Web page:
RFID tag readers

The tag reader is the “brain” of the chip timing system – and the most expensive item on your shopping list. It uses radio antennas to detect RFID tags, decode the information stored on them (processing and combining multiple readings where necessary) and transmit that information to the race timing software.

Impinj R420 RFID reader

The Impinj R420 4-antenna RFID reader

RFID readers can be handheld, mountable or desktop and vary significantly in cost depending on the number of antennas they can accommodate (usually 2, 4 or 8), their read rate, connectivity options (ethernet, Bluetooth, Wi-Fi) and other specifications.

Both the Impinj R420 and Zebra FX9600 (formerly Motorola) are very popular choices of race timing readers in the $1,000 – $2,000 range. They both have 4 antenna ports and with the right antenna setup will give you all the power you need to time any race, however large.

RFID antennas

The job of antennas in an RFID timing system is to detect RFID tags and transmit data from the tags to the tag reader. Most antennas are passive, that is, they not only connect to the RFID reader but are also powered by it.

There are three types of RFID antennas commonly used in race timing systems:

Ground/floor antennas

Ground antennas have been used in race timing systems since forever and are the antenna of choice for major marathons and very large events.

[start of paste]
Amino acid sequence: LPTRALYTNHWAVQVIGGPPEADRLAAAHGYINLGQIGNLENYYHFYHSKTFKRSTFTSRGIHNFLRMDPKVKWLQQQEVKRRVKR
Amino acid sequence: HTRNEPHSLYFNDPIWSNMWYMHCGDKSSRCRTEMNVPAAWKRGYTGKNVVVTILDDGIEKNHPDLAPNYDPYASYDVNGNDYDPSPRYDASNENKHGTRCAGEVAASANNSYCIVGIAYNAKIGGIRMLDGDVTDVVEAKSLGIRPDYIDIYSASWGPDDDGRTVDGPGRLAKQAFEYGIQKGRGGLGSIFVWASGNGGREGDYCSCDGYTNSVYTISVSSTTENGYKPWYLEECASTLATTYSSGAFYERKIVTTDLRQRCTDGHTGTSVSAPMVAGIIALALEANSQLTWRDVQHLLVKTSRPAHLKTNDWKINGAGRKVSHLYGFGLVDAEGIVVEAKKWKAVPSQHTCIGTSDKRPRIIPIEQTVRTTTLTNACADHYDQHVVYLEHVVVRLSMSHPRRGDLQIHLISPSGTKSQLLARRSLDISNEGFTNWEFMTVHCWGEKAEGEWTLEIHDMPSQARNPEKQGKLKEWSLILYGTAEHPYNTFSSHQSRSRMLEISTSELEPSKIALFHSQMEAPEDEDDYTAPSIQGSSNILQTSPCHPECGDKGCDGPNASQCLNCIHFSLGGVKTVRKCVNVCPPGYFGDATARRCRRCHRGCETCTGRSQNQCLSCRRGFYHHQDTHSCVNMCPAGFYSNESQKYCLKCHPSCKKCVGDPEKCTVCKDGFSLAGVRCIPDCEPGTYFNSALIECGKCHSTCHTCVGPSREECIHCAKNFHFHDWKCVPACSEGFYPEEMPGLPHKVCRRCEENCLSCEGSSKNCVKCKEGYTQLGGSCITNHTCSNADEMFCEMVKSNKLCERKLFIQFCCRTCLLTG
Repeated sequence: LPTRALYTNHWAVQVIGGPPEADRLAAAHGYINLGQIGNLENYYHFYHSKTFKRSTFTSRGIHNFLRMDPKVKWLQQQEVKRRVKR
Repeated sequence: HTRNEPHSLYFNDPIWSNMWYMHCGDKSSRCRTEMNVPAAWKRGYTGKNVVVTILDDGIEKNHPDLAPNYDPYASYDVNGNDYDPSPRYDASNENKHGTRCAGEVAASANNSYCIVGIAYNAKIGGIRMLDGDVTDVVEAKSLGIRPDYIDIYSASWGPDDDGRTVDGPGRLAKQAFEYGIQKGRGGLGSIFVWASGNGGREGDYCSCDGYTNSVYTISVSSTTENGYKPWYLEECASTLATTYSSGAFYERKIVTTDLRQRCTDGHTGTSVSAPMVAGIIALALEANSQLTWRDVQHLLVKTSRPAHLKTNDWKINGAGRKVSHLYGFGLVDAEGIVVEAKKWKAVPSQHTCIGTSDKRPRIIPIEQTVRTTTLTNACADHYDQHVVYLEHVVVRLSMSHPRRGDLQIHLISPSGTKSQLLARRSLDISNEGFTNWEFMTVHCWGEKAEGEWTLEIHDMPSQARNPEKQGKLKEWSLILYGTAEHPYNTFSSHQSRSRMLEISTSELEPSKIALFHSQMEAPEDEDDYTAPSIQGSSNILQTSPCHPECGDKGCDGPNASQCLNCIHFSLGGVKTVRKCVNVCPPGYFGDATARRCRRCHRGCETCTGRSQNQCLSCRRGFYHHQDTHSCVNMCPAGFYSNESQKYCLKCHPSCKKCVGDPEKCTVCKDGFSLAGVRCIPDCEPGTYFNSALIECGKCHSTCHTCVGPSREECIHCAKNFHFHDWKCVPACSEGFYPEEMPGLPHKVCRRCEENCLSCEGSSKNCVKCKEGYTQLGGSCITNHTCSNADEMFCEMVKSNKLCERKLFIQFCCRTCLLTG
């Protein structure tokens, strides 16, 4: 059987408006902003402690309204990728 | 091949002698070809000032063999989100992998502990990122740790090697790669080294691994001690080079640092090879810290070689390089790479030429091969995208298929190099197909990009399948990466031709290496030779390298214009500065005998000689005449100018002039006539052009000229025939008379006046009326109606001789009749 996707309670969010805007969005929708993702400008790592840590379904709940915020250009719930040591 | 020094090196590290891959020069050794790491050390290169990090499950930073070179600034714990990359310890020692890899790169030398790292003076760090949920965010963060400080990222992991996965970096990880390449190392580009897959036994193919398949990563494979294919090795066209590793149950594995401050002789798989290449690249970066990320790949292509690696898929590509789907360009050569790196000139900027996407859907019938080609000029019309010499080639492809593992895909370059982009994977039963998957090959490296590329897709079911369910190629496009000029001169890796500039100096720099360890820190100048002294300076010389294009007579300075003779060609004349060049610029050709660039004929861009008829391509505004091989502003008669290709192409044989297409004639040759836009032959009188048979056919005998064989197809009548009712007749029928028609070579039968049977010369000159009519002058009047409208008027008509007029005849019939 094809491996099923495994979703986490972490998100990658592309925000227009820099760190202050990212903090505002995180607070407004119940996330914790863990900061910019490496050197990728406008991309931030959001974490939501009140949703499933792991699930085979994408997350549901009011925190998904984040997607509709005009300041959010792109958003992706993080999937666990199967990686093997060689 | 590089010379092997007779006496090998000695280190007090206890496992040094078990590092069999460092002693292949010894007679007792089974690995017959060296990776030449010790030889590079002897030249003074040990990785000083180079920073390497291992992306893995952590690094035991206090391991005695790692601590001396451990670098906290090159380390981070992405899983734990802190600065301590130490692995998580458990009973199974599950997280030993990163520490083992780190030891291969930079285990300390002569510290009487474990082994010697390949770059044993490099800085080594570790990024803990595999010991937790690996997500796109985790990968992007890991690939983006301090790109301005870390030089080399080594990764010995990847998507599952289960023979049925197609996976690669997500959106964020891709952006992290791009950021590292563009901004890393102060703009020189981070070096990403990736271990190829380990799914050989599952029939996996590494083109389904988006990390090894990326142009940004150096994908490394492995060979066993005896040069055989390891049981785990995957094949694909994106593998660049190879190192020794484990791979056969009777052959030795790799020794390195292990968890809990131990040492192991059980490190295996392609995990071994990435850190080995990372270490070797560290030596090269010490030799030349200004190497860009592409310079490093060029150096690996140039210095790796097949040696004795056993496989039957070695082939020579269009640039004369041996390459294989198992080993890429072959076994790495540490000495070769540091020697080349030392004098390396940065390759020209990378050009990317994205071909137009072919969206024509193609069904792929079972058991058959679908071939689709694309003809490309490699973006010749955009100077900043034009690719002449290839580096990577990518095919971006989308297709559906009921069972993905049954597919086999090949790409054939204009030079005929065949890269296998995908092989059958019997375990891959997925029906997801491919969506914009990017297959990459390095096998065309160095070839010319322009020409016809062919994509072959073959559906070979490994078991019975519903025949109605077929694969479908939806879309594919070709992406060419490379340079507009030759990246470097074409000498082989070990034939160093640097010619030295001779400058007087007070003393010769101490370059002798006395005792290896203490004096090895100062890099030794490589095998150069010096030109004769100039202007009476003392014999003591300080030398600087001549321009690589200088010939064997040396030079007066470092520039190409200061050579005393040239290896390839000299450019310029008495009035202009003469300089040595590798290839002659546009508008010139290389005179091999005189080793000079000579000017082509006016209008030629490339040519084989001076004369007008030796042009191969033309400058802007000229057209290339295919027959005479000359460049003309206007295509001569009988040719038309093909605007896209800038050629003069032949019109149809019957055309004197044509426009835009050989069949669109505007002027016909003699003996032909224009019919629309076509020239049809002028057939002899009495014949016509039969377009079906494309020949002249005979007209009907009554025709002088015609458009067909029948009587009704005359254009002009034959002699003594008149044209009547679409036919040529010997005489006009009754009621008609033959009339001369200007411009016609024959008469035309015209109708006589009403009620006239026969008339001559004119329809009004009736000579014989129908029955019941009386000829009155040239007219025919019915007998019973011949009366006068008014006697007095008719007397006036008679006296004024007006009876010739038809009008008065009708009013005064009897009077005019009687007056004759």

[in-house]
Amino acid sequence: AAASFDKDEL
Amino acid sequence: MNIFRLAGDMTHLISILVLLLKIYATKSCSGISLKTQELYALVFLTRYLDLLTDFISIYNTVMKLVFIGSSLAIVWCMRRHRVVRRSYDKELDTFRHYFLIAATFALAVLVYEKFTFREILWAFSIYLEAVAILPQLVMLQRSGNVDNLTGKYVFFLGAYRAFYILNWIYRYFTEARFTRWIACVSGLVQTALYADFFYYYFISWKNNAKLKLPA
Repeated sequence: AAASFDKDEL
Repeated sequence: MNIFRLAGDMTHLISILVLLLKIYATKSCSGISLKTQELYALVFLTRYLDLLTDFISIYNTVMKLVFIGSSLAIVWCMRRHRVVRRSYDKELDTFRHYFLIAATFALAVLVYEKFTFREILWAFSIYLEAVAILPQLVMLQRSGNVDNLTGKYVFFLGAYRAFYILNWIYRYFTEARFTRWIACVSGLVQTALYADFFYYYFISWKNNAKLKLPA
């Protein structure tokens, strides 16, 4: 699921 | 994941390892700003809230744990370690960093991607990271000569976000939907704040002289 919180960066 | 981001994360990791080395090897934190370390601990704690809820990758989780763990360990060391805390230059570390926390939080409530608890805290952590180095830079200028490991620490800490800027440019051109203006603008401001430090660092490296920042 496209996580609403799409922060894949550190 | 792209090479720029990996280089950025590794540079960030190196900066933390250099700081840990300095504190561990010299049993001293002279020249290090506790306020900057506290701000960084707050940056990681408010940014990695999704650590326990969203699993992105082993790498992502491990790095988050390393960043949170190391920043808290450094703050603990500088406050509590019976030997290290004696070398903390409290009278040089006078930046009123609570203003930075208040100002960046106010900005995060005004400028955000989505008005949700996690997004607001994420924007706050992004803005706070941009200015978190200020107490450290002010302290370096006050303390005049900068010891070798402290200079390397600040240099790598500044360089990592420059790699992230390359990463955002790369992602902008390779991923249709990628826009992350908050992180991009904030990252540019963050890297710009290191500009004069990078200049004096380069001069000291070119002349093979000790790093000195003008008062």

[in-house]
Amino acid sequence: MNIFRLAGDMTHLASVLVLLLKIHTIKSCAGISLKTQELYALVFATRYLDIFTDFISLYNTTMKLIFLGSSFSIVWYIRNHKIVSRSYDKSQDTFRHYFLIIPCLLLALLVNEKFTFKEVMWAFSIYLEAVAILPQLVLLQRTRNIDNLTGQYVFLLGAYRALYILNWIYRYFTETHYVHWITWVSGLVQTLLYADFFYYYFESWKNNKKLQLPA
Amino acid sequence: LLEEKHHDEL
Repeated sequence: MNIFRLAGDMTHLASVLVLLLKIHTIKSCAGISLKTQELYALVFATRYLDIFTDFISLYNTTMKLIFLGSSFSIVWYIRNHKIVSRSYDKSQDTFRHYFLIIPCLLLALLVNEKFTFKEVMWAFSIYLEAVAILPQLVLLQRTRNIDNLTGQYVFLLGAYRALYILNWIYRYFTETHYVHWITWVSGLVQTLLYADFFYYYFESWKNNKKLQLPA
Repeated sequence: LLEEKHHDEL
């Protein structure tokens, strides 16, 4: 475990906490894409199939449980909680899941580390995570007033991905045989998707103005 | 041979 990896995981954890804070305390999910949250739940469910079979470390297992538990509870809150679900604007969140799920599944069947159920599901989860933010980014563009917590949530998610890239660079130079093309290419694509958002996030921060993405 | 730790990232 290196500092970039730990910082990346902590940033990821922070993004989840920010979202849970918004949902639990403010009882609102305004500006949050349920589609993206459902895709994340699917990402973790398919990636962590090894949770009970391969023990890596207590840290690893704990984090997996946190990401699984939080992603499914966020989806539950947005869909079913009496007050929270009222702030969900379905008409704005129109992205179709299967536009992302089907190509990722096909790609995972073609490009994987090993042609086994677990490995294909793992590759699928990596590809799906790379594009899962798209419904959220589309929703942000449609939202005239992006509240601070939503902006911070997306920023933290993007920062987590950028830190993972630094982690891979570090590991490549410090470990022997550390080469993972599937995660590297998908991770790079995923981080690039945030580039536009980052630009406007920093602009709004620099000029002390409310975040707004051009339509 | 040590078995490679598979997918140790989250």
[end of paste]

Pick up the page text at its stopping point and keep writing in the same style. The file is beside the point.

Ground antennas are placed across the finish, start or intermediate timing line. The mat or plastic cover shields the antenna coils underneath which create an upwards radio field facing incoming tags.

Ground antennas work great with both shoe tags and bib tags and are usually foldable and can be extended to any width by connecting multiple antennas together.

ground RFID antenna vs side RFID antenna vs aerial RFID antenna

Examples of RFID antennas by Macsha: foldable floor antenna (left), upright side antennas (centre) and a pair of aerial/overhead antennas (right)

Side antennas

Side antennas are upright antennas usually positioned in pairs facing each other at either side of the timing line. They create a fairly narrow wedge-shaped field and are oriented slightly outwards facing incoming tags just as they cross the timing line.

Side antennas, particularly the square variety like the hardy MTI outdoor antenna, are by far the most versatile type of RFID antenna. They can be used in all types of events and are the top choice for high-speed events, like sportives and road cycling events, where even the lowest-profile ground antennas can be dangerous to participants.